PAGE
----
Question Detail

Frequency of Seminar Discussions

Jul 17, 2013 1:14pm

Discussion obviously plays a huge role in most ELA classrooms. For those of you who like to have socratic seminars or similar discussion structures that allow the teacher to "get out of the way" (e.g., pinwheel discussions, Paideia seminars), how often do you have these kinds of largely student-controlled discussions? Additionally, in what other ways do you structure, scaffold, and facilitate frequent student discussions in your ELA classrooms, and how often?

This will be my first year teaching on my own (9th and 10th grade English), and I'm eager to involve my students in asking questions, constructing their own understandings, and having rich discussions about texts and other ELA topics.

  • English Language Arts
  • 9-12
  • Assessment / Behavior / Class Culture / Common Core / Differentiation / Engagement / New Teachers / Planning

4

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    • Jul 22, 2013 10:13am

      I was really hoping this question would spur on some discussion. I've been teaching a long time, but this year will be my first time trying seminar discussions.

      • Jul 22, 2013 6:19pm

        Teri-

        I was trained in the Paideia seminar by the gurus, and I think it's an awesome way to model discussion skills and giving critical feedback in a respectful way. I would love to use it more often, but I think realistically, using the discussion is realistic twice a month. You can certainly use smaller scale discussions on a more regular basis, but since the Paideia seminar takes a full class period, I think it's a good use of time for close reading and discussion of a text, which allows you to assess Common Core standards in both reading and speaking and listening.

        I hope this helps!
        Katie
        @KatieNovakUDL

        • Mar 21, 2018 10:57am

          While I agree with Ms. Novak's assessment, I disagree with the frequency. I also teach a college survey literature course to seniors in HS, so we have frequent seminars over the literature. We spend anywhere from 60-90 minutes in dialogue, using guiding questions, student groups/teaching questions, and Socratic seminars. We are able to get a deep understanding of text through this method. With seniors, I can frequently rely heavily on their maturity and that they've read the text, however. 9th and 10th might be a different experience.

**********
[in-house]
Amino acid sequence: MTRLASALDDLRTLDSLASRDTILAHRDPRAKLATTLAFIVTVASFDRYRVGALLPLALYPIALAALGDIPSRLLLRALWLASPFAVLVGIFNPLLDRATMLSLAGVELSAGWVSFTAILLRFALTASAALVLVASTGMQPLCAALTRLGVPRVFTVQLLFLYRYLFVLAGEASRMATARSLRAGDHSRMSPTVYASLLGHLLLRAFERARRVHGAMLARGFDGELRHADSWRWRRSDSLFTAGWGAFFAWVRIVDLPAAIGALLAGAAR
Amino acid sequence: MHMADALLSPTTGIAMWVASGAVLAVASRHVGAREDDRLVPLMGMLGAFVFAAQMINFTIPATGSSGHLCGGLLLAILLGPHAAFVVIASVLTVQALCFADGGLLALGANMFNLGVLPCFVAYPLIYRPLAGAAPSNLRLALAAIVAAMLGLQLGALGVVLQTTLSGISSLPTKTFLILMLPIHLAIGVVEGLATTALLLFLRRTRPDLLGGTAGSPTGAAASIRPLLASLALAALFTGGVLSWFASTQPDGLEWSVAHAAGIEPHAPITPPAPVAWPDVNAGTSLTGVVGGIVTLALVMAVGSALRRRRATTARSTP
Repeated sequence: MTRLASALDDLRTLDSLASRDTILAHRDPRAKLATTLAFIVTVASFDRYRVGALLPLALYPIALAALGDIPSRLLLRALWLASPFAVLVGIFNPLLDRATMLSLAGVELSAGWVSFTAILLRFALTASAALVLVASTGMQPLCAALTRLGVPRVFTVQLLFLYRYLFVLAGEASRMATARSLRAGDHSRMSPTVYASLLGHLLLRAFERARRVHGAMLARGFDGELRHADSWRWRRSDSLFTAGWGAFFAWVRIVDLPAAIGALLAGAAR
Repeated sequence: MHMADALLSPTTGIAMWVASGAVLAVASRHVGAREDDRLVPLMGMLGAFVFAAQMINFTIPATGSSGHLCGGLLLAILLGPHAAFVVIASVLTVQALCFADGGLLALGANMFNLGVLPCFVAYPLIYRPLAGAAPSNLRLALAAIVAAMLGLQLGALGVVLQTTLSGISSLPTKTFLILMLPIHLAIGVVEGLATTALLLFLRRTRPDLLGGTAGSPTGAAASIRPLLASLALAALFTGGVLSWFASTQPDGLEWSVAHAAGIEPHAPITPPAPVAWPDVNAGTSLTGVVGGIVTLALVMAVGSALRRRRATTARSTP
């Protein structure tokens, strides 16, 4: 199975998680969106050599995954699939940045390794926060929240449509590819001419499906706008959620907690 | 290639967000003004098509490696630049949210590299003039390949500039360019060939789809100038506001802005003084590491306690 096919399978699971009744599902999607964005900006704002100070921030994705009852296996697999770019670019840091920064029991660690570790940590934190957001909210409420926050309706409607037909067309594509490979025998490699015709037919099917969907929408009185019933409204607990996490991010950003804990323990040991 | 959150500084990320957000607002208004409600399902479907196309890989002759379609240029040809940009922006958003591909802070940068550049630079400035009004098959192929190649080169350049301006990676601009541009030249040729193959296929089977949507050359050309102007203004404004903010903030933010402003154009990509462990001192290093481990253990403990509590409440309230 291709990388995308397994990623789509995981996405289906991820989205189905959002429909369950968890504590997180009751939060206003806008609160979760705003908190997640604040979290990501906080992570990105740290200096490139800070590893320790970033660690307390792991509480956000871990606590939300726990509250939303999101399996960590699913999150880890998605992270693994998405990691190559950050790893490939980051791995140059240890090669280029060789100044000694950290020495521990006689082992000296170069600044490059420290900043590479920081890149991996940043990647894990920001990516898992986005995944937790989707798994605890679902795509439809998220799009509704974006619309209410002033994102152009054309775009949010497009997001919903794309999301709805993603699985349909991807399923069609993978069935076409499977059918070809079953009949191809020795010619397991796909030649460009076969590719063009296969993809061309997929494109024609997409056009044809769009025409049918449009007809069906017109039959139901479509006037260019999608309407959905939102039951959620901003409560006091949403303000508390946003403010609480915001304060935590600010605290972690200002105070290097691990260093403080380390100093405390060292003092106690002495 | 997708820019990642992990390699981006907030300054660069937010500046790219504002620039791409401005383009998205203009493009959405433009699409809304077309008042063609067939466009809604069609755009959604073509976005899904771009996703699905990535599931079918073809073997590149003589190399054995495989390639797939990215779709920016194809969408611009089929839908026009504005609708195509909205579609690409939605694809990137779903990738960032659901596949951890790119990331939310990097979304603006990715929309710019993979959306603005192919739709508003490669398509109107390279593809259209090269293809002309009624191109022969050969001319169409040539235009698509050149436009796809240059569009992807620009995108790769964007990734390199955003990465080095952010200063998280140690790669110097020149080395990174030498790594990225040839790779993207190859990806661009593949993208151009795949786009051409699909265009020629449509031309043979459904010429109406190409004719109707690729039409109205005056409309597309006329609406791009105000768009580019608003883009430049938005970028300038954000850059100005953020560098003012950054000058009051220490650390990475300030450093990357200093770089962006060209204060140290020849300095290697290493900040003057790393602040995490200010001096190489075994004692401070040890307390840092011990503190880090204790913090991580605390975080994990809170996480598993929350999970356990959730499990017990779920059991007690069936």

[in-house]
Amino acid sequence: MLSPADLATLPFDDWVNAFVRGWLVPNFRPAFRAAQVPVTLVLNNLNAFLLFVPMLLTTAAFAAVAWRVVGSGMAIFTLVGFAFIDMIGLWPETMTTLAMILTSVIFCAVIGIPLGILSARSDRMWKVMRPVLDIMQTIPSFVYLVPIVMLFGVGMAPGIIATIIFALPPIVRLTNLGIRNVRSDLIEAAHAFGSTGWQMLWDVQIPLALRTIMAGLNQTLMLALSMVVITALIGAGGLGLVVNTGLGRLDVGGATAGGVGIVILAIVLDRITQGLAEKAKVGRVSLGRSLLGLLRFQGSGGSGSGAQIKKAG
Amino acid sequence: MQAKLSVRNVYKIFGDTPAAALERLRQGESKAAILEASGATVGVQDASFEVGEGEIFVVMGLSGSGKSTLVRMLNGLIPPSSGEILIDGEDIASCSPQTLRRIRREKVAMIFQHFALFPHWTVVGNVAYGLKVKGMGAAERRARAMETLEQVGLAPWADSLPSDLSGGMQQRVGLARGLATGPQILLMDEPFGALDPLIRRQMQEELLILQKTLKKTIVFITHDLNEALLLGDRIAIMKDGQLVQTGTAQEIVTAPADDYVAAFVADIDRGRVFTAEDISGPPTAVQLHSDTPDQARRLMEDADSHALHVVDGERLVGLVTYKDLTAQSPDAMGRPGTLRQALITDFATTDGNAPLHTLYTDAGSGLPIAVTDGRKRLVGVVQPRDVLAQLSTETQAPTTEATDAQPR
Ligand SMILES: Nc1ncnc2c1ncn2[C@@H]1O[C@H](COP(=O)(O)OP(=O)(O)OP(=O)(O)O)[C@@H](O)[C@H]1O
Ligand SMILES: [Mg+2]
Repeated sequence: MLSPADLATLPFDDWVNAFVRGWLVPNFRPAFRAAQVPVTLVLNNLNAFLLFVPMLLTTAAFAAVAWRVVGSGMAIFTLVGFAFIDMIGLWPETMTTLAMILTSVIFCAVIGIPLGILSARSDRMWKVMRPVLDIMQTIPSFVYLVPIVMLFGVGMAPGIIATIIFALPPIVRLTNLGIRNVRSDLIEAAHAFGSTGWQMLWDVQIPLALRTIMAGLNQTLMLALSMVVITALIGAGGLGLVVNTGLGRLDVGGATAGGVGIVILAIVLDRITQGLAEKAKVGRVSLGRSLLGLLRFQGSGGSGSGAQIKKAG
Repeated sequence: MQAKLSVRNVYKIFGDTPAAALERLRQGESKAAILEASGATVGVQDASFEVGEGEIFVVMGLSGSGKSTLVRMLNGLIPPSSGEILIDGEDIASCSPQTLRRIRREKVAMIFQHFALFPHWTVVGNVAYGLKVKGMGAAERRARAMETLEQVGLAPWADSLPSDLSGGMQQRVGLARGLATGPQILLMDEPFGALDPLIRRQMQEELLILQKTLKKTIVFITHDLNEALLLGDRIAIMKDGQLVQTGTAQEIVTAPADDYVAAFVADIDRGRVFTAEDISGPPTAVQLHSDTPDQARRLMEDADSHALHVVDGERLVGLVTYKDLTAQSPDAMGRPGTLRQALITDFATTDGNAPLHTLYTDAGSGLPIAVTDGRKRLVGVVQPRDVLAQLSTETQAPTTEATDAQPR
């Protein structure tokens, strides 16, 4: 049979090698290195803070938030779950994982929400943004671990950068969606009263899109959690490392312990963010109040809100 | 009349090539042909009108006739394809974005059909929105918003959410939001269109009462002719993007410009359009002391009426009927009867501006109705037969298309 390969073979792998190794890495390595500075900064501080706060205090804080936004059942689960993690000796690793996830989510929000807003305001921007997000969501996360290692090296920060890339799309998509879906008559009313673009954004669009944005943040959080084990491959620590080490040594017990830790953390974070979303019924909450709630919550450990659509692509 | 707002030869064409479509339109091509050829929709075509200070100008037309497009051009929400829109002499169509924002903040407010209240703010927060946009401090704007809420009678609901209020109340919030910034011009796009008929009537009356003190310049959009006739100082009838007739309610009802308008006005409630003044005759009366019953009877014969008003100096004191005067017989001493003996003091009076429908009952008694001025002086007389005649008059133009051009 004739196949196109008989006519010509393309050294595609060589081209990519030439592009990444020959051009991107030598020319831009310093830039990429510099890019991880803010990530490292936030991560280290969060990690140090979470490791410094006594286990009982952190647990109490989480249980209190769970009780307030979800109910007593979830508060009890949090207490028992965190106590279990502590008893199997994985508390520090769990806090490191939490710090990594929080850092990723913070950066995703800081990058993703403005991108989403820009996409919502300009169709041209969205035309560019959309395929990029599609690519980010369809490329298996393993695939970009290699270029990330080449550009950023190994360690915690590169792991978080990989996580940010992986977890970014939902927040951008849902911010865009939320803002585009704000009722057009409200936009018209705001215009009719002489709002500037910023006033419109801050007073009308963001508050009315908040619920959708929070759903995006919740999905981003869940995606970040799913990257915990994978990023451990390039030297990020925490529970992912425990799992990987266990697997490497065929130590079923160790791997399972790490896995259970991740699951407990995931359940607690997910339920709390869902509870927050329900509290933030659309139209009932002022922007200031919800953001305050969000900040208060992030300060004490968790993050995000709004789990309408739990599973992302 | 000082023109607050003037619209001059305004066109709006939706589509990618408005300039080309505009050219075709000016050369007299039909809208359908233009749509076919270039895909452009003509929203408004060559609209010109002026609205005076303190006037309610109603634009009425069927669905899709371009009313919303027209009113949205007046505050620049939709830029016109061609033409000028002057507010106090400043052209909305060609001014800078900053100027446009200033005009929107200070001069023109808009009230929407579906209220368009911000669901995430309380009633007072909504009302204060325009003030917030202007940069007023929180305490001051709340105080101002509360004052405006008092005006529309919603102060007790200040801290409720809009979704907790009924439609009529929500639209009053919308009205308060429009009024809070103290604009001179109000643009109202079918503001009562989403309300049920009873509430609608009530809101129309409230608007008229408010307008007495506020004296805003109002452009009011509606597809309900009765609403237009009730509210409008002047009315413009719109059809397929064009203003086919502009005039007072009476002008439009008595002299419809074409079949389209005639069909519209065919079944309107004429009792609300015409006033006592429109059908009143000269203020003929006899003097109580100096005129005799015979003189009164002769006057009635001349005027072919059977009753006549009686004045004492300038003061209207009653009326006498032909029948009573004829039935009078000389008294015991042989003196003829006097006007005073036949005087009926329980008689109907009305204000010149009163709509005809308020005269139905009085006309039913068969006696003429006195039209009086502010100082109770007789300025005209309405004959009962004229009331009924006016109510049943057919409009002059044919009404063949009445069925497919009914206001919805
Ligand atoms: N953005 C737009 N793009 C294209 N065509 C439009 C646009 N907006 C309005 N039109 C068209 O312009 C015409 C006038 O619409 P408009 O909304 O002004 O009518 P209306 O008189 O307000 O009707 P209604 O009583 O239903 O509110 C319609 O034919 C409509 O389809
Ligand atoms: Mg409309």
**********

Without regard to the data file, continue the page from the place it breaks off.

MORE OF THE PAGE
• Mar 29, 2018 9:12am

            First check out some of the videos on Teaching Channel for high school teachers demonstrating Socratic Circle, or other student-led discussion.
            I had a really chatty group in American Lit (11th grade) this year, so part way through the new Ryan Gattis novel AIR which touches on Black Lives Matter, finding your own identity, your own place in the world, emotional pain: loss of parent, murder, death of best friend, prejudice, profiling, and physical pain: bullying by a gang, parachuting off buildings, BMX and dirt biking injuries.
            I know alot to talk about :-)
            I started with using BHH: Book, Head, Heart and put question stems related to each to get the guys diving into the book with purpose.
            Book: What surprised you?
            Head: What did the author assume you, the reader, already knew?
            Heart: What mood, tone, atmosphere, and diction bring the story alive for you, the reader?
            I set half the class in the inner circle with their books ready. Class is only 14 students, somebody was always absent, so 6 in and 6 on the outer circle. Outer circle students had to give peer support documented on a paper. Students HAD to come in ready which had been a problem until I introduced this method. Each had a post-it note where they either drew Book, Head, Heart or they wrote Book, Head, Heart. Teacher chose which B, H, H the students would discuss, then set the students to sharing on the inner circle. Then they would meet with their Peer Support to see if they could bring more depth to their explanation of why they chose BHH. By the second day, the students were fully engaged in the method and I expanded it to include WHY? By the fourth day I'd given them a formal oral assessment identifying: civil engagement, identifying ideas clearly, and bringing concepts back to the discussion. Even the most reticent of the group would share and offer discussion.